The Angel Band sounds more earthy than ethereal. The three women who possess relatively low voices, which give the dozen original tunes (and one cover) a solid texture. You can feel the flesh and blood pulsate through the country and bluegrass music as they harmonize. Each word is carefully annunciated. They convey a confident earnestness in their expressions, whether they are singing about a mother’s love in a world of war or the struggle to make a living in a troubled city. Nancy Josephson leads the trio, which is backed by a solid quartet called Chum. The quartet features Josephson’s husband, the instrumental virtuoso David Bromberg and mandolin player Bobby Tangrea. Tangrea also wrote and co-wrote much of the material with Josephson. While there is something granola about the politically correct, left-liberal lyrics, the singers and players do a good job of universalizing the aesthetic experience by concentrating on the performance more than preaching a message.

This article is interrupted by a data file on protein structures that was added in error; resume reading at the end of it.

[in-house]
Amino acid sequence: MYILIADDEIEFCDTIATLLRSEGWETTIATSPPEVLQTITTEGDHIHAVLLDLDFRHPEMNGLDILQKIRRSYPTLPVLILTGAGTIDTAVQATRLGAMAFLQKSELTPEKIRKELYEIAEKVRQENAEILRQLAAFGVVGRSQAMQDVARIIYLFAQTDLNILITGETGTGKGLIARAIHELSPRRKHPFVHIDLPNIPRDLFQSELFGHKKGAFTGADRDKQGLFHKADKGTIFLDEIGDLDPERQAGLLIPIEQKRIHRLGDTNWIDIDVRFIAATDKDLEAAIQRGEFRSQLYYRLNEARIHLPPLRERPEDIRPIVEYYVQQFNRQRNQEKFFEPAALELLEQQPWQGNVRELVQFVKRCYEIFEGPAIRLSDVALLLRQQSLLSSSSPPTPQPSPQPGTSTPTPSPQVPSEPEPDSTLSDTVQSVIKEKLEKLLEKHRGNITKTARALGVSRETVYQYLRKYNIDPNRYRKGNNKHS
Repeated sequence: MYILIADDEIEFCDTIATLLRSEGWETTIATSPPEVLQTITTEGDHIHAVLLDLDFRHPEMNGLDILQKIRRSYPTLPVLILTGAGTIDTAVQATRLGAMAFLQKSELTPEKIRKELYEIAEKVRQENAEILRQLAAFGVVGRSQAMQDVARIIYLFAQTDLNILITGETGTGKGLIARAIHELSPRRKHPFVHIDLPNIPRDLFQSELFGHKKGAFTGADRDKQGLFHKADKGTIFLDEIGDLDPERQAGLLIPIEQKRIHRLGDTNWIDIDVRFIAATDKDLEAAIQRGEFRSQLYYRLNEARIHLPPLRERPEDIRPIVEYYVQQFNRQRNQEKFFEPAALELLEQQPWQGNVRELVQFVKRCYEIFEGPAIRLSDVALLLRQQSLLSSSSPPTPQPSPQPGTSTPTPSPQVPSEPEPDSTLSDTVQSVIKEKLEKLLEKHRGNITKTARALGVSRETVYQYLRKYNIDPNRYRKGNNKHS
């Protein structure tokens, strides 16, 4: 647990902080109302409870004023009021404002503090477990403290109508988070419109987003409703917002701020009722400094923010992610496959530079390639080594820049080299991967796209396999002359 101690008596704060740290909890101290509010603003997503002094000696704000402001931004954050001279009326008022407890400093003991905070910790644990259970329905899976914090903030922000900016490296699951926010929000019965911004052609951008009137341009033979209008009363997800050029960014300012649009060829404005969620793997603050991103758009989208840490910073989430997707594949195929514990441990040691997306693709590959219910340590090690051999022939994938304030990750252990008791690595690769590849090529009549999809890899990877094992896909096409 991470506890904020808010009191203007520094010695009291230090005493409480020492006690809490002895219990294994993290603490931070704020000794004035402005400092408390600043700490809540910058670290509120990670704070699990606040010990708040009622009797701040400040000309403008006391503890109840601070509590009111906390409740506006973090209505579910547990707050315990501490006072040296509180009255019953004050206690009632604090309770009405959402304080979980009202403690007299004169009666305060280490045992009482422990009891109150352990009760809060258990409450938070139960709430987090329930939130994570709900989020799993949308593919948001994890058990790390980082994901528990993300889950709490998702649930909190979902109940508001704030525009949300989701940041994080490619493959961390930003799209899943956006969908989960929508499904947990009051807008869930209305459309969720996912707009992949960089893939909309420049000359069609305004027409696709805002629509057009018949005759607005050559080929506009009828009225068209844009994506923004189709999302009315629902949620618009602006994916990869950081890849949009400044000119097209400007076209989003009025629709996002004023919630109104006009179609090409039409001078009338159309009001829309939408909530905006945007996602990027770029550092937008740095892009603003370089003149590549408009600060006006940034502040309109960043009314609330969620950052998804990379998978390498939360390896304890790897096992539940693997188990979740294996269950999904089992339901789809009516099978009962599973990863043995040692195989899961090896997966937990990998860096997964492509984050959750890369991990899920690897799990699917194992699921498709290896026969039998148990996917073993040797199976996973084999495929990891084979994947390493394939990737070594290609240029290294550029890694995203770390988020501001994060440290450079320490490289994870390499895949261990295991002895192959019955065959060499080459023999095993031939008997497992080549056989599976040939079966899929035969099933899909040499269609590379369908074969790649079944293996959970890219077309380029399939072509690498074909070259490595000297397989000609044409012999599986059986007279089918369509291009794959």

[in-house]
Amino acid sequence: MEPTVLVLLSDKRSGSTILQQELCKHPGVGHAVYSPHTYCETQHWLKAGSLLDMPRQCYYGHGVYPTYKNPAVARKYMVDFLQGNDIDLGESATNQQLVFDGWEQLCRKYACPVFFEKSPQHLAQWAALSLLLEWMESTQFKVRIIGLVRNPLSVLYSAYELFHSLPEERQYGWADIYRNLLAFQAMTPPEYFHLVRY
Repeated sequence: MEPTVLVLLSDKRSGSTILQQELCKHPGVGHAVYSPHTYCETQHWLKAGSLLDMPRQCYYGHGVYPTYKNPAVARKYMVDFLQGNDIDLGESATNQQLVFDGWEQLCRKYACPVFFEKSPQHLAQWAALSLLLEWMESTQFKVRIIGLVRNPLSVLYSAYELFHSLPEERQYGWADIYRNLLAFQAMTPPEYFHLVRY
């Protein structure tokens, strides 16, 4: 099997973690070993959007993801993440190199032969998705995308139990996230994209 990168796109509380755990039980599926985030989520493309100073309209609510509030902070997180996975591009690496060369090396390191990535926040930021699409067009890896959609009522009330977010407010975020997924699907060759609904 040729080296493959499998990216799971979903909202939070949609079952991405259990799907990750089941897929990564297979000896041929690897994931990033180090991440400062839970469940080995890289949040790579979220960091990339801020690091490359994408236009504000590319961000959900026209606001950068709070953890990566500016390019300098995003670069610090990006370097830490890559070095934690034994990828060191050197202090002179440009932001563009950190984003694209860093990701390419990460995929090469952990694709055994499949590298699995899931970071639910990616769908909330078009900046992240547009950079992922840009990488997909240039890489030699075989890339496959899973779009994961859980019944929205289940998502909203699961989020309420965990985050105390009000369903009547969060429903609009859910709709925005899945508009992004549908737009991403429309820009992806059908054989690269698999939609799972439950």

// Sound Affects
"Having put out a dozen albums in as many years, the members of demented disco rock outfit Electric Six show no signs of slowing down.READ the article